Thursday, November 12, 2009

Questions and Answers: Part 2

Question 2: To date, without details, what had been the most life altering experience that you've had as a caseworker?

Wow - I have stewed over this one for two days!

And honestly - I couldn't pick just one experience. I really tried to pick one - but every time I did, it just seemed to diminish another person's story. Picking just one incident, or person, or family, or situation seems insulting to the rest of them. How could I put Zari before Angel and Rocker? Or say fighting for Damien was less important than Jessie (whose story I keep planning to tell!)

The entire experience of being a social worker changes my life on a daily basis. I get to see the absolute worst that people can do to each other - and the breathtaking strength and courage that it takes for people to overcome their hurdles in life. Social work is supposed to be all about initiating and enabling change and growth - but I sometimes think I'm the one who is doing the most changing and growing!

There have been some families that effected me more profoundly, usually because I've really gotten to see them through their whole journey. But there is rarely a week that goes by without experiencing something that will ensure I can never go back to being the person I was before that event. They are rarely BIG things - they are a thousand little things that change me and the way I view the world, humanity, and myself.



How could my life not change after experiencing:

a parent who was addicted to herion for 10+ years, reach her 5 year mark being sober?

a child get the news that they are finally going home after years of waiting?

a foster parent meet work hard to understand their new child's feelings?

a parent voluntarily sign away their rights to a child they love?

a child be told they can not return to the parent that they want desperately to be with?

a foster parent make a promise to love a stranger's child as their own?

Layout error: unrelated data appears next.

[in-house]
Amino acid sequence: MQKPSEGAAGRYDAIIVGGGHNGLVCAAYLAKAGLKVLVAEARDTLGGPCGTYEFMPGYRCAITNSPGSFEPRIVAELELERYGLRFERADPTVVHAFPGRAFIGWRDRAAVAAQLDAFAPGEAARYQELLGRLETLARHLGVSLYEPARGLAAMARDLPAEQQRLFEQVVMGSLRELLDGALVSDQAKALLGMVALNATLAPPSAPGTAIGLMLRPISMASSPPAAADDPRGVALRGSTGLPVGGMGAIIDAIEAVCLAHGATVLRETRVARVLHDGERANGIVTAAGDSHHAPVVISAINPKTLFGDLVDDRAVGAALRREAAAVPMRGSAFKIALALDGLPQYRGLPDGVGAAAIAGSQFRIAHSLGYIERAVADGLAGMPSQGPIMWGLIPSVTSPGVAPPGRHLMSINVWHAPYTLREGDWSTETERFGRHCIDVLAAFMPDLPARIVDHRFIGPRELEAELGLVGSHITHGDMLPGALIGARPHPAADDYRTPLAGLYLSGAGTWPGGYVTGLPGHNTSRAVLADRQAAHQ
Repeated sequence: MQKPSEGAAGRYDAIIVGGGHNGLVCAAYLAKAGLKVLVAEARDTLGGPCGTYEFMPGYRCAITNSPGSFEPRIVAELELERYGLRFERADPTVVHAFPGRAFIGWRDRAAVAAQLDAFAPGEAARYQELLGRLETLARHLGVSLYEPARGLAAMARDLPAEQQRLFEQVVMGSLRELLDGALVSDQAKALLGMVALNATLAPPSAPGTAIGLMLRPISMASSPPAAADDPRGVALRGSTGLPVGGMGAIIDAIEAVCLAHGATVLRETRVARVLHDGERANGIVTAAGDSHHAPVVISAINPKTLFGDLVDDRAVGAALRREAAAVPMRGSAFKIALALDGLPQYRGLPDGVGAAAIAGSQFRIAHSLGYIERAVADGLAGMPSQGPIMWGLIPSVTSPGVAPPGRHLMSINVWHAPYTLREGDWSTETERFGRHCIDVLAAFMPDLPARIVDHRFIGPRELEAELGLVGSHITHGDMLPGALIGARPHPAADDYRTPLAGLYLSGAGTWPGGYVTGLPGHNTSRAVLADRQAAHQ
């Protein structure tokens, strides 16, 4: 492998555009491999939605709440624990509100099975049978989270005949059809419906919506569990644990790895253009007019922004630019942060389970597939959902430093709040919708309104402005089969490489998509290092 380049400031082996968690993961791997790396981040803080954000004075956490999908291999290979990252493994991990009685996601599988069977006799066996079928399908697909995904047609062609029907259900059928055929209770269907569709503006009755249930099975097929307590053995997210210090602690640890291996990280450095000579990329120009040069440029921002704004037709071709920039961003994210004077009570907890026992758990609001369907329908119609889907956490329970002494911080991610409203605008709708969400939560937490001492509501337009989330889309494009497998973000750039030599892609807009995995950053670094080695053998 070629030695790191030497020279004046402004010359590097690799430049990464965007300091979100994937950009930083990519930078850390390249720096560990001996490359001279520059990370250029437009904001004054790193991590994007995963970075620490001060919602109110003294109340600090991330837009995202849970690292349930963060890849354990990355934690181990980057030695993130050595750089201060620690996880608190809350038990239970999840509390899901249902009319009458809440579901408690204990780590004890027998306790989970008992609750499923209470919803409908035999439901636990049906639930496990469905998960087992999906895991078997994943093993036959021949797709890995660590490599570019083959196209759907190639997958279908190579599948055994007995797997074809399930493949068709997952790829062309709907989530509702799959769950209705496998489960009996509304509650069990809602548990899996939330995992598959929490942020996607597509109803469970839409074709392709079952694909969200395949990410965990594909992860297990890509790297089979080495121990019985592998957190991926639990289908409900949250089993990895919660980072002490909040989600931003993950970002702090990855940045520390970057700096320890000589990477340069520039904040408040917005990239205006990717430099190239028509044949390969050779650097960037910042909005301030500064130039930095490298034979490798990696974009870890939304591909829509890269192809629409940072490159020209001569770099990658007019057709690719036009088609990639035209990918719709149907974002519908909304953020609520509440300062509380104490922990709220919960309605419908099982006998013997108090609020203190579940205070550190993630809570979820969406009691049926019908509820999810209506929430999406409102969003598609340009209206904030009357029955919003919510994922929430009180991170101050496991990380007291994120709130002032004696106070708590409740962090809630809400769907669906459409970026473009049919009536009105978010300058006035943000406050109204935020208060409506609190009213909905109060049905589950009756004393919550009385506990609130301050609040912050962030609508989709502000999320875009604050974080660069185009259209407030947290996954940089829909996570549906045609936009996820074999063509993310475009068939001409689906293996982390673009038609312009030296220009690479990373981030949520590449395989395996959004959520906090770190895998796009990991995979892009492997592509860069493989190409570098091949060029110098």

a child who brings two families together - biological and foster?

a family with 10 children, living in a two bedroom apartment, but Mom cooks delicious meals every night?

a child who screams and cries and hurts themselves because they know no other way to express their pain?

a father writing weekly letters to his son from prison, where he'll be until his child is grown?

a mother with schizophrenia managing to parent her four children?

a foster family become a permanent family?

a child who loses their family over and over and over again?

a child dying when we couldn't prevent it?

a great grandmother raising the children that were orphaned by gun violence.

a child who suffers at the hands of those meant to protect him?


ALL of these experiences, and so many more, have altered my life. This is honestly why I started this blog. Because I didn't want to forget the small moments of tragedy, hope, shock, joy, despair, strength, desperation, and courage that this job allows me to bear witness to every single day.

3 comments:

  1. How in this world could you ever pick one?

    I learn so much looking through your eyes....

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  2. We have fostered only 22 children, and I completely agree with you...it would be too hard to pick a favorite moment.

    Ranking right up there would be when the mafia-like Italian birthfather wept when he called me from prison and I told him that I was not caring for his daughters with the purpose of adopting them, but with the purpose of helping to reunite them with him.

    Thank you for this post.

    ReplyDelete
  3. I like the topic of this post, though... It is a good one for anyone. I might borrow it.

    ReplyDelete

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